You can’t have both a libertarian immigration policy and a liberal welfare state

Opponents like to conjure the police-state association of “Ihre papiere, bitte.” I think that’s wildly exaggerated (and so do several Supreme Court justices, apparently). But as someone who’s against a national ID card, I’m sympathetic to the concern nonetheless. The Constitution lists three federal crimes — treason, piracy, and counterfeiting — but today we have more than 4,500 federal crimes, all because the government in Washington wants to make the American people more legible. I don’t want to make that easier with a national ID card.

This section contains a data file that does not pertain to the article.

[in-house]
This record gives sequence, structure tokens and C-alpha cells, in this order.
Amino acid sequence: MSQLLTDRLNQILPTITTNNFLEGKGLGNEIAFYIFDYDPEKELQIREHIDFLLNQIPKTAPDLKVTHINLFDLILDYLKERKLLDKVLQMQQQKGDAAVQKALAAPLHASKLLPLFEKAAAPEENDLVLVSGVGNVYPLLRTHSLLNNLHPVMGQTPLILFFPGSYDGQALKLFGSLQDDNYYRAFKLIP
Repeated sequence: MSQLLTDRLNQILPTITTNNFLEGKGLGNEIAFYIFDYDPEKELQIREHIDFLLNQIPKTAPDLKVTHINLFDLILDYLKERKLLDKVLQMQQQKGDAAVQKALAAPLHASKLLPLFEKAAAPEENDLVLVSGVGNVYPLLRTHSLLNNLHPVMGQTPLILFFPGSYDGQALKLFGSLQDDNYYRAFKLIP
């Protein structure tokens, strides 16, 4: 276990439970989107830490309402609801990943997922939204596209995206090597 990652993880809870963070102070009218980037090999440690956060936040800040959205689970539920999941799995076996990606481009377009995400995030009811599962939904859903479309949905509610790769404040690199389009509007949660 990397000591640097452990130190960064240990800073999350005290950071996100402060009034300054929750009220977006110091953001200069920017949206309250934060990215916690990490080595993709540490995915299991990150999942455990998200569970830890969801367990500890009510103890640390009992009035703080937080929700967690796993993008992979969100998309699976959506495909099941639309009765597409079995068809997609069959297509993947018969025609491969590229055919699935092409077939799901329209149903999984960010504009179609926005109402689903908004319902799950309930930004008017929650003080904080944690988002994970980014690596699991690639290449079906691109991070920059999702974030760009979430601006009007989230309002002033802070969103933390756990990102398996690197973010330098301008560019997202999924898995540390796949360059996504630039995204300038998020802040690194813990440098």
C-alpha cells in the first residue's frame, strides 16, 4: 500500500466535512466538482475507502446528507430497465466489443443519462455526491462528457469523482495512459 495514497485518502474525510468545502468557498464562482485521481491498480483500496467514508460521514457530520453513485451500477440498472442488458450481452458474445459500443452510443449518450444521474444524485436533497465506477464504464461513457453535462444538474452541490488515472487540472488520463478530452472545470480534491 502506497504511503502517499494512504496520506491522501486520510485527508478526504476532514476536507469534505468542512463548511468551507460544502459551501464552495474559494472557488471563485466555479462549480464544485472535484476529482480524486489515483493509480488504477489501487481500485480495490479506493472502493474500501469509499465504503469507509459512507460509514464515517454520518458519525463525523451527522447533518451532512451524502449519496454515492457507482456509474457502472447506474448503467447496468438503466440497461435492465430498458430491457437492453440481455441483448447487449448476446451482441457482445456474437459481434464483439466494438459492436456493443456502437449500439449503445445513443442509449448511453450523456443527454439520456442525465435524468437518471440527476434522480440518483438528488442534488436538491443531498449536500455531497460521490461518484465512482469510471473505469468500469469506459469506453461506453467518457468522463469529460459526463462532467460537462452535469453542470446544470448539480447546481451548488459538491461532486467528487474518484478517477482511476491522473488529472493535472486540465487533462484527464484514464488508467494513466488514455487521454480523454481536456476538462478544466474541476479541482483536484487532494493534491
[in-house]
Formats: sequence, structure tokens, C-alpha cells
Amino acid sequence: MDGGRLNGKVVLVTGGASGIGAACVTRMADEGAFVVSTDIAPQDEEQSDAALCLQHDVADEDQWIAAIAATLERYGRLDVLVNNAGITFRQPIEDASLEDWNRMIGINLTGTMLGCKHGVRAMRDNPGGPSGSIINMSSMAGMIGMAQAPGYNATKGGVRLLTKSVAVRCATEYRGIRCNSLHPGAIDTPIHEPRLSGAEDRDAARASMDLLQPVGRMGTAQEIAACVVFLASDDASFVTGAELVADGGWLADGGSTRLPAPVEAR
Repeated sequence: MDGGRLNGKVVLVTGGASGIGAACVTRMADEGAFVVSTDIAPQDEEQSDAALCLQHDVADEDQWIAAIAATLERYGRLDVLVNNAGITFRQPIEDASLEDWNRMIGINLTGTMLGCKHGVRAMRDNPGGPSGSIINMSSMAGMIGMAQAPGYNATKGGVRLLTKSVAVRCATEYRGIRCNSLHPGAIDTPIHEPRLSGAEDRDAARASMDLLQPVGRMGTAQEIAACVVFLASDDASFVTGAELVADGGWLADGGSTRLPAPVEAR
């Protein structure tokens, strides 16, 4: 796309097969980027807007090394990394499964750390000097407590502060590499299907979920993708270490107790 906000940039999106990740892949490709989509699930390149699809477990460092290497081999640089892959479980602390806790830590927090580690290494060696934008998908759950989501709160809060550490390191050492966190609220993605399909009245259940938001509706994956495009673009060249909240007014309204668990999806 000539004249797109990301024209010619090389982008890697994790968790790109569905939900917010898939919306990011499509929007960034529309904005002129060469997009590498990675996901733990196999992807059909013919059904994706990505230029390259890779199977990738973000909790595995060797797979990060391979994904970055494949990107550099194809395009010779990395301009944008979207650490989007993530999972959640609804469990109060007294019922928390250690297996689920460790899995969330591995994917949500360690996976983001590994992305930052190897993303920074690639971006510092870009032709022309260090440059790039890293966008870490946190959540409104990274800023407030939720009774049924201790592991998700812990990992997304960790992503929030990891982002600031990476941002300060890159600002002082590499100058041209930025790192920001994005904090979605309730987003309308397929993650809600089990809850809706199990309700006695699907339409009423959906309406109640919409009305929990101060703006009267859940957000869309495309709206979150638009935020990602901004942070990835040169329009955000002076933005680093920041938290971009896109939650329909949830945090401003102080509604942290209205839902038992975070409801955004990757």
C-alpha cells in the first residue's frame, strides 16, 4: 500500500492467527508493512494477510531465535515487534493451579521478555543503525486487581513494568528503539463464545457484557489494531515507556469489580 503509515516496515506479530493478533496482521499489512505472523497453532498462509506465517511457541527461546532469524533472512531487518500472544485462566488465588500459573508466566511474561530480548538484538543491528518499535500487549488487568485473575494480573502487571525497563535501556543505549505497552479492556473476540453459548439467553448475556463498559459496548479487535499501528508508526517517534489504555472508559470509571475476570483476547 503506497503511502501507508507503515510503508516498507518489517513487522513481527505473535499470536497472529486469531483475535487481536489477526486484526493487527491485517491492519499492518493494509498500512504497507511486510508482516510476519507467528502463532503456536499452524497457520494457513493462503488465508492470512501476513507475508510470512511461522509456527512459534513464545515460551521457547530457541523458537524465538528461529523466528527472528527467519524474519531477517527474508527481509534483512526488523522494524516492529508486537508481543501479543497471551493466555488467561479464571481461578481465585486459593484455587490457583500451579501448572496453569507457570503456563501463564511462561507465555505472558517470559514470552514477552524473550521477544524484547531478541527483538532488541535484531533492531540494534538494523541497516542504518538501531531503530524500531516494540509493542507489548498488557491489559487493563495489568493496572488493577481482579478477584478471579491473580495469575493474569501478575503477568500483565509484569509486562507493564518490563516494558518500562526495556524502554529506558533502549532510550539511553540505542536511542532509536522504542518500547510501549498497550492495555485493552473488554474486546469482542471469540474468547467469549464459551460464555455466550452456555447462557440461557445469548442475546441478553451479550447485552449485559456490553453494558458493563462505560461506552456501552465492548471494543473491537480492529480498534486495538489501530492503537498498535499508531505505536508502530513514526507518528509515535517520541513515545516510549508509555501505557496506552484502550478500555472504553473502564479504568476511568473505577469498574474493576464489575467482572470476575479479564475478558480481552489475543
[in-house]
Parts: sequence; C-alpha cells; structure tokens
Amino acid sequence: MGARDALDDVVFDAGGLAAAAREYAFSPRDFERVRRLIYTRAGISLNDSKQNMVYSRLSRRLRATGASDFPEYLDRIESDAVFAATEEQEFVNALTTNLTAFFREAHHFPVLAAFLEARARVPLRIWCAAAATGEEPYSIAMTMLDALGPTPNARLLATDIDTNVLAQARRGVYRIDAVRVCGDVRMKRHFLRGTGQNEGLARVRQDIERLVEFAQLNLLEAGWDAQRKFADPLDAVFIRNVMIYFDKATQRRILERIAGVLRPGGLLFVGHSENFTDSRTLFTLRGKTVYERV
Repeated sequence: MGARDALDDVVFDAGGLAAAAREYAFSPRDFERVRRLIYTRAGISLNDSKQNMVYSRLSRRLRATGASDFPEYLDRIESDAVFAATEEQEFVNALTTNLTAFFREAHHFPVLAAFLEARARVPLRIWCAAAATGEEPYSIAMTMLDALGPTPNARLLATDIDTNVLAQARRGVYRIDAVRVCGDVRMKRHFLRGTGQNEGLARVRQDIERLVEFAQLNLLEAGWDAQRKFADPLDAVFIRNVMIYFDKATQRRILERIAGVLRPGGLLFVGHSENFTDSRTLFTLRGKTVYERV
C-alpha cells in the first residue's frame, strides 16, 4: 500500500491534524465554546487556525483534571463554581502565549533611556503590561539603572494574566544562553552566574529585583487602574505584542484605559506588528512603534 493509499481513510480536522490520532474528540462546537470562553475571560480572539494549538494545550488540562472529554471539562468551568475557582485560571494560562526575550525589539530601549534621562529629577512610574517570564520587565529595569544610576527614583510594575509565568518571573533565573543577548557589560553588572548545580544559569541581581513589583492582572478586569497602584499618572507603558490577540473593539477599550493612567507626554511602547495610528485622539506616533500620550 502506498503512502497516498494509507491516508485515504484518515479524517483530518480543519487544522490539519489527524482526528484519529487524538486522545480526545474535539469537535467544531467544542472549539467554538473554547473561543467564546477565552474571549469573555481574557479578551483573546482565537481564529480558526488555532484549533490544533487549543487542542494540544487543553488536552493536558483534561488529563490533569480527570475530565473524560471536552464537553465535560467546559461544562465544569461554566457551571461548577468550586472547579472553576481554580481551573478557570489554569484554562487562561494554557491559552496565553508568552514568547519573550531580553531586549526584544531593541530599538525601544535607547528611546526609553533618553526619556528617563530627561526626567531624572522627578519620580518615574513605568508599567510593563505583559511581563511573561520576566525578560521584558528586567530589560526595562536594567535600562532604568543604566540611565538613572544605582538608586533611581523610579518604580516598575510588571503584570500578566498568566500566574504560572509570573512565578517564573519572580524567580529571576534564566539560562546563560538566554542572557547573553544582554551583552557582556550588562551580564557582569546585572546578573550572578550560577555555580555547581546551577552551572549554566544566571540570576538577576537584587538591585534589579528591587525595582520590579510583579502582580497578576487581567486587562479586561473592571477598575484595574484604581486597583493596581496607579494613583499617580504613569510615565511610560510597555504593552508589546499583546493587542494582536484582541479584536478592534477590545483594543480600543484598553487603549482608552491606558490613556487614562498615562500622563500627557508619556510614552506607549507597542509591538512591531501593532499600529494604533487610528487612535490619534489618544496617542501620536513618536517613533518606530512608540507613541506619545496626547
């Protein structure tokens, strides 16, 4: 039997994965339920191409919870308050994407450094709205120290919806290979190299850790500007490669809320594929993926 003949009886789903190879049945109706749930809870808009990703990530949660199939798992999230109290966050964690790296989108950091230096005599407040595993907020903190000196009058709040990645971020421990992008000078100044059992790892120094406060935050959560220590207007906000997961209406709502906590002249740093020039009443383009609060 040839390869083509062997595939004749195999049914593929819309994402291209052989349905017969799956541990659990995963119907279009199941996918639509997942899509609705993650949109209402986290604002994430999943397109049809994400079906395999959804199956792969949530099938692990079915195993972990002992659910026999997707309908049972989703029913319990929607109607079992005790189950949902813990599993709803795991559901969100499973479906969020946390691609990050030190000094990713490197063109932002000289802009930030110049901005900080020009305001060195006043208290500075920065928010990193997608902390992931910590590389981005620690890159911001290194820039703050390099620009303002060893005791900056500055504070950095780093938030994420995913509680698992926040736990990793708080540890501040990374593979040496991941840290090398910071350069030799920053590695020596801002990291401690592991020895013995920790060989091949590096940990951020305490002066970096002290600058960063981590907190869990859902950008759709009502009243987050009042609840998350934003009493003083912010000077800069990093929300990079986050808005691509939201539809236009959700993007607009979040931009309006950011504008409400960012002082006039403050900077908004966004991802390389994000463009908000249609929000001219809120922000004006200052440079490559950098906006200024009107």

But what I wish liberal opponents would understand is that in a society where the government “gives” so much to its citizens, it’s inevitable that the state will pursue ways to more clearly demarcate the lines between the citizen and the non-citizen.

Most (but by no means all) conservatives I know would have few problems with large-scale immigration if we didn’t have a welfare state that bequeaths so many benefits on citizens and non-citizens alike. I myself am a huge fan of legal immigration. But if you try to see things like a state for a second, it’s simply unsustainable to have a libertarian immigration policy and a liberal welfare state. Ultimately, if you don’t want cops asking for your papers, you need to get rid of one or the other.